Precinct analysis: 2019 At Large #5

Our last At Large race, and another one with many candidates. There wasn’t a clear division among the nine contestants here, so I’m presenting them all.

Dist Batteau  Garcia Flowers    Dick  Rivera  Bonton  Alcorn   Woods McNeese
A        654     955   1,232   4,224   1,676     952   2,526     835   1,333
B      1,421     826   1,905   1,206   1,567   2,973   1,068   1,328   1,674
C      1,459   1,502   2,782   7,167   2,769   1,377  14,491   1,852   2,147
D      3,661   1,076   3,588   1,910   1,901   2,385   2,528   1,733   2,130
E      1,275   1,271   1,498   7,117   2,865   1,311   3,966   1,233   1,774
F        553     599     865   1,997   1,165     848   1,172     646     809
G      1,107     939   1,693   7,974   1,821   1,199   9,274   1,237   2,754
H        577   1,718   1,449   1,635   2,459     843   2,574     789     703
I        654   1,661   1,173   1,251   2,277     639   1,369     573     570
J        371     447     585   1,415     865     474   1,034     434     468
K      1,440     910   2,056   2,523   1,729   1,755   3,012   1,250   1,611
A      4.55%   6.64%   8.56%  29.36%  11.65%   6.62%  17.56%   5.80%   9.27%
B     10.17%   5.91%  13.64%   8.63%  11.22%  21.28%   7.65%   9.51%  11.98%
C      4.10%   4.23%   7.83%  20.16%   7.79%   3.87%  40.77%   5.21%   6.04%
D     17.51%   5.15%  17.16%   9.13%   9.09%  11.40%  12.09%   8.29%  10.19%
E      5.71%   5.70%   6.71%  31.90%  12.84%   5.88%  17.78%   5.53%   7.95%
F      6.39%   6.92%  10.00%  23.08%  13.46%   9.80%  13.54%   7.46%   9.35%
G      3.95%   3.35%   6.05%  28.48%   6.50%   4.28%  33.12%   4.42%   9.84%
H      4.53%  13.48%  11.37%  12.83%  19.29%   6.61%  20.19%   6.19%   5.52%
I      6.43%  16.34%  11.54%  12.30%  22.40%   6.29%  13.47%   5.64%   5.61%
J      6.09%   7.34%   9.60%  23.22%  14.20%   7.78%  16.97%   7.12%   7.68%
K      8.84%   5.59%  12.62%  15.49%  10.62%  10.78%  18.49%   7.68%   9.89%

Here again in our hypothetical ranked-choice election world – which by the way would take a change to state law, so if this is something you really want to see happen, I suggest you contact your State Rep and State Senator – of the nine candidates present I’d list no more than two. Of the remaining seven, I only have the barest idea about the two perennials, one of whom is now in the runoff. Having a lot of candidates run is not at all the same as having many good choices.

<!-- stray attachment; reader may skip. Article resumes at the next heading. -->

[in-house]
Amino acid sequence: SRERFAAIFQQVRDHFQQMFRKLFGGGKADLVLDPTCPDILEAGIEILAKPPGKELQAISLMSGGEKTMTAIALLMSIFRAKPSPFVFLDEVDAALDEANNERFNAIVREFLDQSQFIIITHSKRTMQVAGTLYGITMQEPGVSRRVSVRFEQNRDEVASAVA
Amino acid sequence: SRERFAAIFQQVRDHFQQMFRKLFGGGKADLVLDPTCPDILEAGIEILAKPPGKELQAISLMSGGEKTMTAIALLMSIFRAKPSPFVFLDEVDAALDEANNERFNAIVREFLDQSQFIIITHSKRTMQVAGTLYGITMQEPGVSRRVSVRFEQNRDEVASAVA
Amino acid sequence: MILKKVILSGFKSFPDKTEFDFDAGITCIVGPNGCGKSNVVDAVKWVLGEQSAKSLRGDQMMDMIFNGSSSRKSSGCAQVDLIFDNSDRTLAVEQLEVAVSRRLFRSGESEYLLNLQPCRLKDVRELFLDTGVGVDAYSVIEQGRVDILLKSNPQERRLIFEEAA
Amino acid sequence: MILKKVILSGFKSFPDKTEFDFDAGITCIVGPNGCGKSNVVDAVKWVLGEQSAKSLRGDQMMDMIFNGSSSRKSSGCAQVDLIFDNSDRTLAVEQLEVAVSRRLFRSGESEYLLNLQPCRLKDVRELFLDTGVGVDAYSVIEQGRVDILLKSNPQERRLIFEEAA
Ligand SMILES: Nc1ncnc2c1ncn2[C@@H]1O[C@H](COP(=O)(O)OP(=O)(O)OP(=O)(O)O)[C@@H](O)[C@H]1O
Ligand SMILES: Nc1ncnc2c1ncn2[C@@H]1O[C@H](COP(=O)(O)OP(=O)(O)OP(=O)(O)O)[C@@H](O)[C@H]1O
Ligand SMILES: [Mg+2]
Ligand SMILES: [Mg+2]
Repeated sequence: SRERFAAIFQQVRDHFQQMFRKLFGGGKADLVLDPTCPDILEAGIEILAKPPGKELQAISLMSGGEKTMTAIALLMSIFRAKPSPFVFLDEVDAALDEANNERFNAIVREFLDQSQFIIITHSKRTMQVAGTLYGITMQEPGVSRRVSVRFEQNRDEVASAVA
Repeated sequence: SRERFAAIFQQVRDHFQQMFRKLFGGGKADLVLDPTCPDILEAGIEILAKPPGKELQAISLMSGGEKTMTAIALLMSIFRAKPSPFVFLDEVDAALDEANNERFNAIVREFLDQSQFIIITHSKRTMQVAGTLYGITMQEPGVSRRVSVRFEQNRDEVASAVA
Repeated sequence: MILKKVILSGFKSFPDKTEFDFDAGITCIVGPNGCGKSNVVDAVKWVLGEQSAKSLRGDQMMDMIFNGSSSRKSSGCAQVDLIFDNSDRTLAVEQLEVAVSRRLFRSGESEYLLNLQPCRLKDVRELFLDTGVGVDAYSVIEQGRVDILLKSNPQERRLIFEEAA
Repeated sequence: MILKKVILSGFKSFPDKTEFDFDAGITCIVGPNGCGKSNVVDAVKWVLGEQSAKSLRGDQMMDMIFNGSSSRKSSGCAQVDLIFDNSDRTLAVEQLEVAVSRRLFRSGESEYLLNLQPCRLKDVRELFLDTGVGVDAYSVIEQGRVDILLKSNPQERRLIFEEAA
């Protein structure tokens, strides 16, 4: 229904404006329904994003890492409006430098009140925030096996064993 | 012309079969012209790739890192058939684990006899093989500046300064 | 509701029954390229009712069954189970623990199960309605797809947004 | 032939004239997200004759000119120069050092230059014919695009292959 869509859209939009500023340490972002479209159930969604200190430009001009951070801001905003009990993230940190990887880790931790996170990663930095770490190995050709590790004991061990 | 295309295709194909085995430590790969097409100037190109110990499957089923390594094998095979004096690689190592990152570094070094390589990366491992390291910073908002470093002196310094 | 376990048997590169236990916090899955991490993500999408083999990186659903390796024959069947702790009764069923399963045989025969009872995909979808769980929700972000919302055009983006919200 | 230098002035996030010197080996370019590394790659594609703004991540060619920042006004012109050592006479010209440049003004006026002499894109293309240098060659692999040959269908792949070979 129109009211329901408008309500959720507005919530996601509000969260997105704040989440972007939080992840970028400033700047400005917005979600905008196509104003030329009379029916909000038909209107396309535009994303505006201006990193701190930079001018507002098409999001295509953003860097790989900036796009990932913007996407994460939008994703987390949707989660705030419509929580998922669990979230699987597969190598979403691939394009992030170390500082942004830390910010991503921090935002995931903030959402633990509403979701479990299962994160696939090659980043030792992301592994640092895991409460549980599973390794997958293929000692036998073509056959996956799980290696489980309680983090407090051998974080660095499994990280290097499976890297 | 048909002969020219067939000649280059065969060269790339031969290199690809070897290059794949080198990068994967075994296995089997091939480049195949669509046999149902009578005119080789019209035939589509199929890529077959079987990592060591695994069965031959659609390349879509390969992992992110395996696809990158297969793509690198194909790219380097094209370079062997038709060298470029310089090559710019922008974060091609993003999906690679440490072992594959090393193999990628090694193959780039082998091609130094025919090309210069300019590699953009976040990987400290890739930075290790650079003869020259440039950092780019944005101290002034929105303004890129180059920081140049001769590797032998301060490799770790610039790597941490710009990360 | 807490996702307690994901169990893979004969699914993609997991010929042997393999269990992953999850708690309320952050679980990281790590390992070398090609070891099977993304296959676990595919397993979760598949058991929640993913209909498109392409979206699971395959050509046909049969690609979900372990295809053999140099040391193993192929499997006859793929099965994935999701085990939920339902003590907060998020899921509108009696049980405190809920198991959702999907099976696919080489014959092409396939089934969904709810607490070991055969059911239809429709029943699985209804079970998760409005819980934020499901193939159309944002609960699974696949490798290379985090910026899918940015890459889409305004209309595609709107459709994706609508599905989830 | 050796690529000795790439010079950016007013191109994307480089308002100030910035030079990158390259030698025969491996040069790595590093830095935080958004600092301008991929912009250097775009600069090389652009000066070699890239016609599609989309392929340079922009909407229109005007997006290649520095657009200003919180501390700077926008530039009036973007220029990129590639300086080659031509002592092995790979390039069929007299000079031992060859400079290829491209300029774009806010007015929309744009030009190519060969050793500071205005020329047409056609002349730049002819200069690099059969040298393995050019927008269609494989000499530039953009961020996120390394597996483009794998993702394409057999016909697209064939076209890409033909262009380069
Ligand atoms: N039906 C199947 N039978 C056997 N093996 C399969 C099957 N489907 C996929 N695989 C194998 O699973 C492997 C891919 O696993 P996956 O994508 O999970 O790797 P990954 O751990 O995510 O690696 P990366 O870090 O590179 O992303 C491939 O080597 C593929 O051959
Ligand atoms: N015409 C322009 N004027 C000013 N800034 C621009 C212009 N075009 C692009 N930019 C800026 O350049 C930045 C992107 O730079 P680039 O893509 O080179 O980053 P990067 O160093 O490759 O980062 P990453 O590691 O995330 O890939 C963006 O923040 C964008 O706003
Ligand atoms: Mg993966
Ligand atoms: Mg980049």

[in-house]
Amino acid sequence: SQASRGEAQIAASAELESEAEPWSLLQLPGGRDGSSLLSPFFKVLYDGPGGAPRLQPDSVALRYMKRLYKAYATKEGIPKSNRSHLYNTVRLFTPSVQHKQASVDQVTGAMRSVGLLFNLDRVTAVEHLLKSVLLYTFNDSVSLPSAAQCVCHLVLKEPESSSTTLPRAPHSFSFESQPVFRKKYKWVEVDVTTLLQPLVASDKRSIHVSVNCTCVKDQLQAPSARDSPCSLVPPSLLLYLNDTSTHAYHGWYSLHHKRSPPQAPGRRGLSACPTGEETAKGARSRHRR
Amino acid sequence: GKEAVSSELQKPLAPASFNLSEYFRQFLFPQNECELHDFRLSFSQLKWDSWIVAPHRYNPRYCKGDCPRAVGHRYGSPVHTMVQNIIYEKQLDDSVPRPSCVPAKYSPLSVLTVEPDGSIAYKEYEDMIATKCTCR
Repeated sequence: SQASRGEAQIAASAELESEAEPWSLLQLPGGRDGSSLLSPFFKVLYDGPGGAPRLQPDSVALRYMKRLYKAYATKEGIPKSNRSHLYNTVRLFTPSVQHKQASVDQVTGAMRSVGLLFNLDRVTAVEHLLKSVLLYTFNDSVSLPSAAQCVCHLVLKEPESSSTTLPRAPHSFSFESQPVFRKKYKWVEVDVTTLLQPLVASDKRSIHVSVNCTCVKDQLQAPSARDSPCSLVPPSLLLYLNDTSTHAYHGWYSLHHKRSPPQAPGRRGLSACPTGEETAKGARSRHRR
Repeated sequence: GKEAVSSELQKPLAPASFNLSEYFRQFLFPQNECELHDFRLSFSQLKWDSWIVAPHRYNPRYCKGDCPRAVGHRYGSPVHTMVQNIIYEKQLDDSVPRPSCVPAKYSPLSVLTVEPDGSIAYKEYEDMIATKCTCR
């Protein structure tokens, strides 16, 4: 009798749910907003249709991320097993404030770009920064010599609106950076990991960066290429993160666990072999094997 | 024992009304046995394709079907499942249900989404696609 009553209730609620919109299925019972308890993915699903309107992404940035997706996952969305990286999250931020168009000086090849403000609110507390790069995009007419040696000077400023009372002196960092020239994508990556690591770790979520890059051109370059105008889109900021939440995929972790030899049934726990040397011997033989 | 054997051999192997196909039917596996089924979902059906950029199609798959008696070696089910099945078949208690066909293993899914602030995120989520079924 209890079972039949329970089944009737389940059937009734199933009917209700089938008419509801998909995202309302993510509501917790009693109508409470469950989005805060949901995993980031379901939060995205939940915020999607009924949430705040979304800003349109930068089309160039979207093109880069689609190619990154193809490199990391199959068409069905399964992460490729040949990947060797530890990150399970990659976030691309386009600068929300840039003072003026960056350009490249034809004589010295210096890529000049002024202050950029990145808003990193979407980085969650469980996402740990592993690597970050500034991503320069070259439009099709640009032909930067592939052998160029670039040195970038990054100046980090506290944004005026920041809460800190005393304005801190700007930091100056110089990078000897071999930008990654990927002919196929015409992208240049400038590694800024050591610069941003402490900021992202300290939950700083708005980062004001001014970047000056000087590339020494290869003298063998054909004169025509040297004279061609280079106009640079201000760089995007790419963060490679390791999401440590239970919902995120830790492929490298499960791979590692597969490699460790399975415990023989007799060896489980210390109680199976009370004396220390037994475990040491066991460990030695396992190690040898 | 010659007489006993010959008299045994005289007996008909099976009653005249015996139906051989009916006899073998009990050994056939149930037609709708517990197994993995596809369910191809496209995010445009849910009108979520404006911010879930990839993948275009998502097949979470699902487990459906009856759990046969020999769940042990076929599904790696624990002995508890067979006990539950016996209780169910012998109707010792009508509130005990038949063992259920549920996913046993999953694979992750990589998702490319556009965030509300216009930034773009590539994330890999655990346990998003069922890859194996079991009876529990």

Sallie Alcorn led in Districts C (by a large margin), G, and H. Her strength in those districts gives her a clear path to victory if she can consolidate the Democratic vote. Like the other Dems in the runoff she has collected the establishment endorsements, and she is running against an actual Republican elected official. Some Dem activists are not on board, however, in part because she has collected some endorsements from conservative groups like the Houston Realty Business Coalition, and in part because of some hard feelings from the GLBT Political Caucus endorsing her over Ashton Woods. I have no idea how much to make of that.

You don’t need me to tell you about Eric Dick, but I will anyway. This is his fourth run for city office – he ran for At Large #2 in 2011, for Mayor in 2013, for At Large #2 again in 2015, and now this. He was elected to the HCDE in Precinct 4 in 2016, and has been adjacent to some scandals. He littered the town with his yard signs in 2011, hilariously and dishonestly claiming that all the ones that had been illegally placed on utility poles were the work of overzealous volunteers, and made crude sexual jokes about Mayor Annise Parker. After his initial campaign, ads for his law firm became a fixture on the back page of the Houston Press (RIP), and just the other day I saw a brief ad for his firm – not his campaign, because he’d have to report those expenditures – on TV. In other words, whether you ever wanted to or not, you have probably heard of Eric Dick. He led the way in Districts A, E, F, and J, and I have no doubt that helped him. His name and the fact that despite being an actual elected Republican official he’s not closely identified with the Republican Party are his two best assets in the runoff.